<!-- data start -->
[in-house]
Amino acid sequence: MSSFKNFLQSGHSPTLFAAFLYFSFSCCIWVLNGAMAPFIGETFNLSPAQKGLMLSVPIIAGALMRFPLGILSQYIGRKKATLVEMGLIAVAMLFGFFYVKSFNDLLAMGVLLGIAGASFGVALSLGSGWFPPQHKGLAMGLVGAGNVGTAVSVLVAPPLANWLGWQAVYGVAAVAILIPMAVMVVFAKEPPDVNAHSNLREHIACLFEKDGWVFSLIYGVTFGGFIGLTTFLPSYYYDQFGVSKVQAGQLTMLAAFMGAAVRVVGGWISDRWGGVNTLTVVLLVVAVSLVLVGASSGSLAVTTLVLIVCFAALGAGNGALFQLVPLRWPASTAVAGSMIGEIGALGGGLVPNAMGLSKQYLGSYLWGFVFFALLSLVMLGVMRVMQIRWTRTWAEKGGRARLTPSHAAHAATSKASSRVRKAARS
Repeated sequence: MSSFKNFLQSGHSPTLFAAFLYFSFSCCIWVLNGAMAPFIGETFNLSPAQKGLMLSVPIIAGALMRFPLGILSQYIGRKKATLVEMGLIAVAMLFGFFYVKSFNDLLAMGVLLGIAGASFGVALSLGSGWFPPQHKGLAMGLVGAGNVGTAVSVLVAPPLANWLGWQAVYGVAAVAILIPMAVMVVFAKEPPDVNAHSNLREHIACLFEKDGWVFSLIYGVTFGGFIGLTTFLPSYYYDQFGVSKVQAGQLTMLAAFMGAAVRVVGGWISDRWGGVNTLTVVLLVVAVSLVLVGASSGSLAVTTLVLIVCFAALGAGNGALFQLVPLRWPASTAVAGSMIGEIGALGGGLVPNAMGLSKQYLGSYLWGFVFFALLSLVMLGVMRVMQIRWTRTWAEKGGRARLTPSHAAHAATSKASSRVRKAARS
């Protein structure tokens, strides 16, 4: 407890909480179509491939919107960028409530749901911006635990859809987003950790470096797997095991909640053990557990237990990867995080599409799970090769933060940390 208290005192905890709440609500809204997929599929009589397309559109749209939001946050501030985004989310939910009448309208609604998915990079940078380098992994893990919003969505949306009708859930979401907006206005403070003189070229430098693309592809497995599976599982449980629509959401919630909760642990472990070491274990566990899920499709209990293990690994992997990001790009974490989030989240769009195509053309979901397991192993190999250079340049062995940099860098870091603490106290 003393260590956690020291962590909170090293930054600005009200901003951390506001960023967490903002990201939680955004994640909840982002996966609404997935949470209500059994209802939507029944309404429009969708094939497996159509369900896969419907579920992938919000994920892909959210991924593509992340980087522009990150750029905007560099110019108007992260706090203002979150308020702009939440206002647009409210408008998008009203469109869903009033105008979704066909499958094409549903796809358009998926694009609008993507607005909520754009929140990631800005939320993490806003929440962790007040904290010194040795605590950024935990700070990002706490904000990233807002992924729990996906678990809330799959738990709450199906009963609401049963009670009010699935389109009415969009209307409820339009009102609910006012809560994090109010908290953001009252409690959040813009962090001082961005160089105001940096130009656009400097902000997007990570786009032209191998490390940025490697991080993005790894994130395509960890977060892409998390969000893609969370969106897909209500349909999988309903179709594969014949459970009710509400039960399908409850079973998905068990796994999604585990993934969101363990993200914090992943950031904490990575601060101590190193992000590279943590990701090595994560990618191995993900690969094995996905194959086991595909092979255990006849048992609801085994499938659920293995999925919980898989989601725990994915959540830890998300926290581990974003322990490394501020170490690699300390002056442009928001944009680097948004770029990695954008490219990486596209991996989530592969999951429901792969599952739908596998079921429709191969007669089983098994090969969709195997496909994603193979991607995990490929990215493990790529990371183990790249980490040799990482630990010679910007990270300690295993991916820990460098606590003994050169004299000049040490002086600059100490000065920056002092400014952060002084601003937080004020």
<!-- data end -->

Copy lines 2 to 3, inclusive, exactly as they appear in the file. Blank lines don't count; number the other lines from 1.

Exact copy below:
Amino acid sequence: MSSFKNFLQSGHSPTLFAAFLYFSFSCCIWVLNGAMAPFIGETFNLSPAQKGLMLSVPIIAGALMRFPLGILSQYIGRKKATLVEMGLIAVAMLFGFFYVKSFNDLLAMGVLLGIAGASFGVALSLGSGWFPPQHKGLAMGLVGAGNVGTAVSVLVAPPLANWLGWQAVYGVAAVAILIPMAVMVVFAKEPPDVNAHSNLREHIACLFEKDGWVFSLIYGVTFGGFIGLTTFLPSYYYDQFGVSKVQAGQLTMLAAFMGAAVRVVGGWISDRWGGVNTLTVVLLVVAVSLVLVGASSGSLAVTTLVLIVCFAALGAGNGALFQLVPLRWPASTAVAGSMIGEIGALGGGLVPNAMGLSKQYLGSYLWGFVFFALLSLVMLGVMRVMQIRWTRTWAEKGGRARLTPSHAAHAATSKASSRVRKAARS
Repeated sequence: MSSFKNFLQSGHSPTLFAAFLYFSFSCCIWVLNGAMAPFIGETFNLSPAQKGLMLSVPIIAGALMRFPLGILSQYIGRKKATLVEMGLIAVAMLFGFFYVKSFNDLLAMGVLLGIAGASFGVALSLGSGWFPPQHKGLAMGLVGAGNVGTAVSVLVAPPLANWLGWQAVYGVAAVAILIPMAVMVVFAKEPPDVNAHSNLREHIACLFEKDGWVFSLIYGVTFGGFIGLTTFLPSYYYDQFGVSKVQAGQLTMLAAFMGAAVRVVGGWISDRWGGVNTLTVVLLVVAVSLVLVGASSGSLAVTTLVLIVCFAALGAGNGALFQLVPLRWPASTAVAGSMIGEIGALGGGLVPNAMGLSKQYLGSYLWGFVFFALLSLVMLGVMRVMQIRWTRTWAEKGGRARLTPSHAAHAATSKASSRVRKAARS